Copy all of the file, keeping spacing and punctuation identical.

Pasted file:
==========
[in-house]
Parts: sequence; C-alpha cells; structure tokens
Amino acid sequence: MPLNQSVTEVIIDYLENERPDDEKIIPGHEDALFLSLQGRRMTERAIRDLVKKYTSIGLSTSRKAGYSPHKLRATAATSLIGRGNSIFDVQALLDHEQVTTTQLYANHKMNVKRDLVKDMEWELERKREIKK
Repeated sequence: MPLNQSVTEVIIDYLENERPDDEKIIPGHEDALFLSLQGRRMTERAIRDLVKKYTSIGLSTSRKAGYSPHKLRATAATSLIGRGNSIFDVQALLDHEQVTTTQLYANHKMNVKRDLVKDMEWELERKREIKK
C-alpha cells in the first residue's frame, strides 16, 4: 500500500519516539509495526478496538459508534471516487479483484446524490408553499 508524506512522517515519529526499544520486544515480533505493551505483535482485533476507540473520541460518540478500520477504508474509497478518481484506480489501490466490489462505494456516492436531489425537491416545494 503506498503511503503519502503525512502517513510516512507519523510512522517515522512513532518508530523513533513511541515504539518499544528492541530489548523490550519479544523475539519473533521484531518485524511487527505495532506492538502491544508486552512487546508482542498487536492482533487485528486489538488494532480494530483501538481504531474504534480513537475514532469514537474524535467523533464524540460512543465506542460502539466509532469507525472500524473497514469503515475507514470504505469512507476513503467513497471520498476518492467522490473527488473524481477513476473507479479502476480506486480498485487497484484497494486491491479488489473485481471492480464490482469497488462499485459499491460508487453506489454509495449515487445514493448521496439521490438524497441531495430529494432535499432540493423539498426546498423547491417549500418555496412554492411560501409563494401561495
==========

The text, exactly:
[in-house]
Parts: sequence; C-alpha cells; structure tokens
Amino acid sequence: MPLNQSVTEVIIDYLENERPDDEKIIPGHEDALFLSLQGRRMTERAIRDLVKKYTSIGLSTSRKAGYSPHKLRATAATSLIGRGNSIFDVQALLDHEQVTTTQLYANHKMNVKRDLVKDMEWELERKREIKK
Repeated sequence: MPLNQSVTEVIIDYLENERPDDEKIIPGHEDALFLSLQGRRMTERAIRDLVKKYTSIGLSTSRKAGYSPHKLRATAATSLIGRGNSIFDVQALLDHEQVTTTQLYANHKMNVKRDLVKDMEWELERKREIKK
C-alpha cells in the first residue's frame, strides 16, 4: 500500500519516539509495526478496538459508534471516487479483484446524490408553499 508524506512522517515519529526499544520486544515480533505493551505483535482485533476507540473520541460518540478500520477504508474509497478518481484506480489501490466490489462505494456516492436531489425537491416545494 503506498503511503503519502503525512502517513510516512507519523510512522517515522512513532518508530523513533513511541515504539518499544528492541530489548523490550519479544523475539519473533521484531518485524511487527505495532506492538502491544508486552512487546508482542498487536492482533487485528486489538488494532480494530483501538481504531474504534480513537475514532469514537474524535467523533464524540460512543465506542460502539466509532469507525472500524473497514469503515475507514470504505469512507476513503467513497471520498476518492467522490473527488473524481477513476473507479479502476480506486480498485487497484484497494486491491479488489473485481471492480464490482469497488462499485459499491460508487453506489454509495449515487445514493448521496439521490438524497441531495430529494432535499432540493423539498426546498423547491417549500418555496412554492411560501409563494401561495